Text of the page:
SPOTs in the wild

So, as promised ... I'm going to blog more.

We have been quietly letting a few folks outside of the labs -- and even outside of Sun -- play with Sun SPOTs for a while now. Actually quite a while. The first real outside deployment, of sorts, was a Sun-sponsored class at The Art Center College of Design called "The New Ecology of Things."

It was a graduate class centered around designing retail, domestic and social futures. All using Sun SPOTs. The students were amazing in the ingeniousness of what they envisioned, and what they executed, in this class. There is a class blog that chronicled the class, and their achievements. I went down there on at least 3 occasions to view presentations by the students.

But there are others as well. We have been seeding a few select researchers and customers with small development kits (3 SPOTs, the software SDK, and a USB cable) to let them play with Sun SPOTs. The response to these limited availability programs has been, shall we say, overwhelming. I am completely buried with requests from hundreds of individuals in dozens of companies -- as well as hobbyists -- who want these things.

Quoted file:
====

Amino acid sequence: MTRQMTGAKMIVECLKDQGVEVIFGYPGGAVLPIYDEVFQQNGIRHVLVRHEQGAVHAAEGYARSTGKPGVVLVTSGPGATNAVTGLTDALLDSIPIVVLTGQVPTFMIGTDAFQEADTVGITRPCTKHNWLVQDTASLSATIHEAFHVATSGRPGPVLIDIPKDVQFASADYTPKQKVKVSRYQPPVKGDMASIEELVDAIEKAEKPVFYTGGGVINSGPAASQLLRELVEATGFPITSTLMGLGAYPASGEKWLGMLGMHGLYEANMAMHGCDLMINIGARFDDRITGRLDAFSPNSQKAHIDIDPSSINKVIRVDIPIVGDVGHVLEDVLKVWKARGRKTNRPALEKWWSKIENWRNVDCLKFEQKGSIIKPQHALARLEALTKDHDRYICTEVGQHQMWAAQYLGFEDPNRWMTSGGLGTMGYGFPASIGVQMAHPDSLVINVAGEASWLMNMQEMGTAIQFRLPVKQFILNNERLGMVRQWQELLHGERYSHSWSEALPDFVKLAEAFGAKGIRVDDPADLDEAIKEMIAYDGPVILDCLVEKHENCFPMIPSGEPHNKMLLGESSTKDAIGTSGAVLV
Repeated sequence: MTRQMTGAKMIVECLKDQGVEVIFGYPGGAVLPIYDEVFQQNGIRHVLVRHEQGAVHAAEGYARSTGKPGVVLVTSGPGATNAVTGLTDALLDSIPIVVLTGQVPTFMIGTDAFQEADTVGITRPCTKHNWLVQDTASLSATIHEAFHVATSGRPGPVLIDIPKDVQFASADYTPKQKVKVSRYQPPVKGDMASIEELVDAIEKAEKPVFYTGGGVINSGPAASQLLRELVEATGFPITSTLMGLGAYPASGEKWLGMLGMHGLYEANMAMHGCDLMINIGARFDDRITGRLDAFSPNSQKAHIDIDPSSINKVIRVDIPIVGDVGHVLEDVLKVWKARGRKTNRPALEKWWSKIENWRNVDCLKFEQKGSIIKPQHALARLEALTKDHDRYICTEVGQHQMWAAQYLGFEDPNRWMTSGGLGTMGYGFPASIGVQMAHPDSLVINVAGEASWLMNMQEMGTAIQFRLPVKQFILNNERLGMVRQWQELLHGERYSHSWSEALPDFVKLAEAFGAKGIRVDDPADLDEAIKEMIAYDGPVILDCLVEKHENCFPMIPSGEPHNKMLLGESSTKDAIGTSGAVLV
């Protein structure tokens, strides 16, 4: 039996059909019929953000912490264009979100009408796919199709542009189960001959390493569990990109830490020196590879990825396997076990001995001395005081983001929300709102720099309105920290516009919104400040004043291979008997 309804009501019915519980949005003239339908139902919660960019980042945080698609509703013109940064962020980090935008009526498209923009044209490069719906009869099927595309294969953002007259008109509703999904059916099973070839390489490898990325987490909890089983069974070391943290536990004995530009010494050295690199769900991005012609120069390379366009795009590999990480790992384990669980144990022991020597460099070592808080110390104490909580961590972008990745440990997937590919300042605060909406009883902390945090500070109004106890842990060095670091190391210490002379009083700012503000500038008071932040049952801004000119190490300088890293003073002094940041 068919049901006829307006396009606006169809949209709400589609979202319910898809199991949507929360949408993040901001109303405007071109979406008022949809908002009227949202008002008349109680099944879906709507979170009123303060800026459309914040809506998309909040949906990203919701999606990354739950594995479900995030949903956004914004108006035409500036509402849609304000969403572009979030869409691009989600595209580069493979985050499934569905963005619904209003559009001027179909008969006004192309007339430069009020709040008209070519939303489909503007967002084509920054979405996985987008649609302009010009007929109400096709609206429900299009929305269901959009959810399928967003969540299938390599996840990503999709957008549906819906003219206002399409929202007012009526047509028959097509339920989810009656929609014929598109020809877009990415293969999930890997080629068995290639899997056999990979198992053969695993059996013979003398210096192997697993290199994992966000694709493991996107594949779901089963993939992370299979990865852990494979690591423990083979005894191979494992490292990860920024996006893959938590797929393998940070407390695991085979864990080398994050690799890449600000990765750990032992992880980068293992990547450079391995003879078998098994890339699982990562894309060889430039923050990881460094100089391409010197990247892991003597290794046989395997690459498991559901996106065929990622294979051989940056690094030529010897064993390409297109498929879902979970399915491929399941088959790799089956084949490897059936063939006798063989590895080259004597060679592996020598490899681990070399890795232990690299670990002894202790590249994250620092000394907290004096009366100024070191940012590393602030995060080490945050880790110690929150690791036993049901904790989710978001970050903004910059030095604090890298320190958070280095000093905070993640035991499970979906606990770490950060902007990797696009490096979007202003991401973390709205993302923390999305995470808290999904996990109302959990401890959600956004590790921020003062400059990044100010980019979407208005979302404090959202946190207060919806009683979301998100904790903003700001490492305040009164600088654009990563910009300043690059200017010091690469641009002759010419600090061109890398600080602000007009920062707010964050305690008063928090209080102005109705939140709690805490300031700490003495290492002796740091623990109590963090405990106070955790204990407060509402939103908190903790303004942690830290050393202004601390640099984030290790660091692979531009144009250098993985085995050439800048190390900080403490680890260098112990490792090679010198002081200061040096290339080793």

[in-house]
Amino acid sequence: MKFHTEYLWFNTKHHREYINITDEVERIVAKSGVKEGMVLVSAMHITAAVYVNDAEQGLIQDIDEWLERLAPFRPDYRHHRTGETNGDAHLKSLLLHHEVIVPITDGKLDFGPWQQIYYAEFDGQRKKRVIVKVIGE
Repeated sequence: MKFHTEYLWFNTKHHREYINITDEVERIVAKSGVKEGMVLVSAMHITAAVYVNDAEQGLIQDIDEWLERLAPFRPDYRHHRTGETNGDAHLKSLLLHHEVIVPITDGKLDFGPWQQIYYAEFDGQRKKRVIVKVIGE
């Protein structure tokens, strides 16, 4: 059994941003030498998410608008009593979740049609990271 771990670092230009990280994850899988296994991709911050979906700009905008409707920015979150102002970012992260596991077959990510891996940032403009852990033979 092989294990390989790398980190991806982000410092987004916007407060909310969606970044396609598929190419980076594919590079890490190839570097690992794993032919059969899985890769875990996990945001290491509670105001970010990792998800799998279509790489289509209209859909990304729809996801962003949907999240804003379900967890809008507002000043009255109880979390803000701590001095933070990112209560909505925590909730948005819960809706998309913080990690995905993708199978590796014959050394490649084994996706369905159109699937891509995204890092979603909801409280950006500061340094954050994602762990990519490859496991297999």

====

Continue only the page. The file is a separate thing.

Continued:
We've even started a public discussion forum for Sun SPOTs (complete with an RSS feed). Some of our early adopters have been posting questions there (most of which we actually answer), and I have even been posting some sample code there as well.

So think about what you might want to do with Sun SPOTs. Tell me where you think they might go. What are sensors good for? Where will they end up? What glaring hole in the world will Sun SPOTs -- or, more generally, sensors -- fill?

[All diplomacy is a continuation of war by other means. -- Chou En Lai]

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